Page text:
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What is Noise-Induced Hearing Loss?

While many people are aware of what hearing loss is in today’s society, did you know that there are different types of hearing loss?  In previous blogs, we’ve talked about a few of the common ones in Oklahoma, such as Conductive Hearing Loss (CHL) and Sensorineural Hearing Loss (SHL).  Today, we’re going to dive a little deeper into the latter type; specifically, one of the main causes of it: a condition known as Noise Induced Hearing Loss (NIHL).  We discuss what it is, what causes it, and how to avoid it. 

What’s the Difference Between SHL and NIHL?

SHL is a result of damage being done to the hearing mechanisms of the inner ear.  It has many causes, such as prolonged exposure to loud noises, trauma, diseases, certain medications, and even tumors.  While doctors can treat some of these causes, one that cannot be treated is NIHL, because once the damage is done, it cannot be reversed.  However, while it isn’t treatable, this is one of the few types of hearing loss that can be 100% prevented before it occurs.

How it Works

Deep within your inner ear, there are incredibly small hair cells that are vital to our hearing.  When a sound wave enters our ears, it travels to these hair cells and vibrates them. These vibrations, working in tandem with the rest of the inner ear, creates electrical signals that travel to the brain and are interpreted as sound.  However, if a sound is too loud, it can damage these hair cells, eventually leading to the death of the cell. Unlike other cells in the human body, these hair cells don’t grow back, so any damage done is permanent.

What Causes NIHL?

NIHL has two causes: a one-time exposure to an extremely loud sound, such as an explosion or a gunshot, or prolonged exposure to loud noises over time, such as working in a factory with heavy machinery.  The rates of NIHL have climbed in recent years as technology has advanced. Whereas it used to be easy to avoid loud noises, we are now surrounded by them: concerts in parks, listening to our headphones at full volume, riding lawnmowers at home, etc.  But how do you know if a sound is too loud?

The Decibel Range

The loudness of sound is measured in decibels (dB).  As a general rule of thumb, anything over 85 dB is considered harmful and puts you in danger of damaging your hearing.  Some common dB “benchmarks” are:

  • 0-30 dB: Leaves rustling, whispers, or breathing (very quiet sounds).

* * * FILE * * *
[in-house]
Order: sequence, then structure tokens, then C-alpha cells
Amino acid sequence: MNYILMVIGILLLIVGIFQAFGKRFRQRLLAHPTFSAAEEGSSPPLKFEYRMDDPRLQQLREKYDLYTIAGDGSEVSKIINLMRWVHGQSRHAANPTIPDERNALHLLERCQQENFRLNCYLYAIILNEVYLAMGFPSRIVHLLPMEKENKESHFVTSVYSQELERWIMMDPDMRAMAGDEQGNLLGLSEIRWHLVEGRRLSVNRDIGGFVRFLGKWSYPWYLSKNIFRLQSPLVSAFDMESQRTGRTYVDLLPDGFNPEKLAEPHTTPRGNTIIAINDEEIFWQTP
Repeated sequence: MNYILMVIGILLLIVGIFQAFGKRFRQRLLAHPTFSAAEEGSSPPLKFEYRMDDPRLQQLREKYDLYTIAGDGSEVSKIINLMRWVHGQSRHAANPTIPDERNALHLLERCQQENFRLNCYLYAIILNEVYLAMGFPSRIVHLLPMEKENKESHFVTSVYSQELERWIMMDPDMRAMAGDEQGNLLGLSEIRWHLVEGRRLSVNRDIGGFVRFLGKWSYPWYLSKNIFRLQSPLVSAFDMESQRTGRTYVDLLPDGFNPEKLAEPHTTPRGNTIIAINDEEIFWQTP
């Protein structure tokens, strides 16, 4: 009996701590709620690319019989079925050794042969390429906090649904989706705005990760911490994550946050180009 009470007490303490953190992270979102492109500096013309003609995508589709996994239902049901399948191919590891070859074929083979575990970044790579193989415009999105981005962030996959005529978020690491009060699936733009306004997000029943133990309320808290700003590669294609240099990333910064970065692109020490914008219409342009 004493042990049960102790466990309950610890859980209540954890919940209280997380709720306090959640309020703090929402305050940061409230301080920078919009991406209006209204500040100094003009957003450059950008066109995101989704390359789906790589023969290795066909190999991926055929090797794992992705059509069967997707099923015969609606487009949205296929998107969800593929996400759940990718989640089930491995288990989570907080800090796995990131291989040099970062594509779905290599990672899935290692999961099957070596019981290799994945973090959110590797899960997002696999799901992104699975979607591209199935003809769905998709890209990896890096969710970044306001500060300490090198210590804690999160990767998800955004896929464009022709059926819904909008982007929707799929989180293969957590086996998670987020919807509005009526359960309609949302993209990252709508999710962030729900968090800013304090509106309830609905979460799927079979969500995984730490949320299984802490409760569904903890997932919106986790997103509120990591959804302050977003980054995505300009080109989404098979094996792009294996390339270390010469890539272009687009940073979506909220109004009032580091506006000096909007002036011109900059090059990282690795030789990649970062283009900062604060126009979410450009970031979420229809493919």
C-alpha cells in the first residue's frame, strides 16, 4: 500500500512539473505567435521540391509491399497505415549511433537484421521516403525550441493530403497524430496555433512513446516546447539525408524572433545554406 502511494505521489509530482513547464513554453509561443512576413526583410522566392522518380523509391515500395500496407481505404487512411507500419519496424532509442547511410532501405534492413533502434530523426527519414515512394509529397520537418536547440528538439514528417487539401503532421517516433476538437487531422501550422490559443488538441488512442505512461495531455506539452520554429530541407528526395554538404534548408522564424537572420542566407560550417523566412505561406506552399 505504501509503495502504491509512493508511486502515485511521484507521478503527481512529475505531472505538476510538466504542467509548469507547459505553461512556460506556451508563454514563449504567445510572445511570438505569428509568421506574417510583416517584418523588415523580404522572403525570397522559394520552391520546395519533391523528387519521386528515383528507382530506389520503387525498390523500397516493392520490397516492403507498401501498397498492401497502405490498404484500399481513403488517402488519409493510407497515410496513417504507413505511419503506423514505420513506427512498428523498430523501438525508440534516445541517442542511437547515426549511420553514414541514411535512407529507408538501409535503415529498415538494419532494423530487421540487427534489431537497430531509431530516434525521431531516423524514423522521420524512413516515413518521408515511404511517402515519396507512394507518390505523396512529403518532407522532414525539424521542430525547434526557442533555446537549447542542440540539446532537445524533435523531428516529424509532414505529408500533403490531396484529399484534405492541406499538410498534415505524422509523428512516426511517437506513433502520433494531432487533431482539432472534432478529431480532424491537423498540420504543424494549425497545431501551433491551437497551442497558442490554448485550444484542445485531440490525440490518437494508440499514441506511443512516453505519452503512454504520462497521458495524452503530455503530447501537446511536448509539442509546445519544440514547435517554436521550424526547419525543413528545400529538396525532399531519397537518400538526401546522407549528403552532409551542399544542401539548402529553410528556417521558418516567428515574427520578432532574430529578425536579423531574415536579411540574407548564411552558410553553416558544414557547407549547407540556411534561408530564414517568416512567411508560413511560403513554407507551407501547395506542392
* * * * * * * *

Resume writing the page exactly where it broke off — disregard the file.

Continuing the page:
• 40-50 dB: Birds chirping, average conversations at home, or urban ambiance sounds.
  • 60-70 dB: Background music, vacuum cleaners, or being inside a car travelling over 60 MPH.
  • 80-90 dB: Noisy environments, blenders, lawnmowers, or planes overhead.
  • 90-115 dB: Motorcycles, snowmobiles, chainsaws, or jets taking off nearby.
  • 116-130 dB: Rock concerts, being in the crowd at a race track, or a thunderclap.
  • 130-150 dB: Jets taking off at 25 meters away, sirens closeby, and gunshots at close range.

While it’s impossible to instantly know what level of decibel the sounds you’re in contact with are at any given moment, there are some general guidelines you can follow:

  • If you find it hard to have a discussion or hear other sounds in a noisy environment, that can be a sign that the sounds you are surrounded by are over 85 dB.
  • If you find that you have to take time for your ears to adjust after leaving an area of loud sound, that sound is potentially harmful for your ears.
  • If you’re listening to music with headphones and others standing next to you can hear the music, it is at a dangerous level.
  • If you are interested in getting a more precise measurement of noise level in your area, there are several free apps in the app store (that can be downloaded to your smartphone) like Decibel X, dB Meter or Decibel Ultra.

Tips for Preventing NIHL

  • Wear noise-cancelling devices or use earplugs when operating loud machinery at work or at home to lessen the loudness of the sound waves entering your ears.
  • If you are in a situation where you can’t escape loud sounds, try to put some distance between you and the sound to lessen the strength of the sound waves.
  • Whenever you are able, turn down the volume of your music or TV to a comfortable setting that allows you to hear other sounds around you.

The best form of preventing hearing loss and NIHL is to schedule regular checkups with an audiologist to check how you are hearing.  At Audio Recovery, our team is dedicated to not only protecting your hearing, but also giving you the resources and tools you need to prevent hearing loss and live a long and healthy life.  Call us today at 405-949-1906 or send us a message online to learn more about how we can help you, or visit us on Facebook for more hearing tips and news.

References

https://www.who.int/news-room/fact-sheets/detail/deafness-and-hearing-loss

https://www.nidcd.nih.gov/health/noise-induced-hearing-loss

https://www.purdue.edu/newsroom/releases/2019/Q3/now-hear-this-study-highlights-the-importance-of-avoiding-noise-induced-hearing-loss.html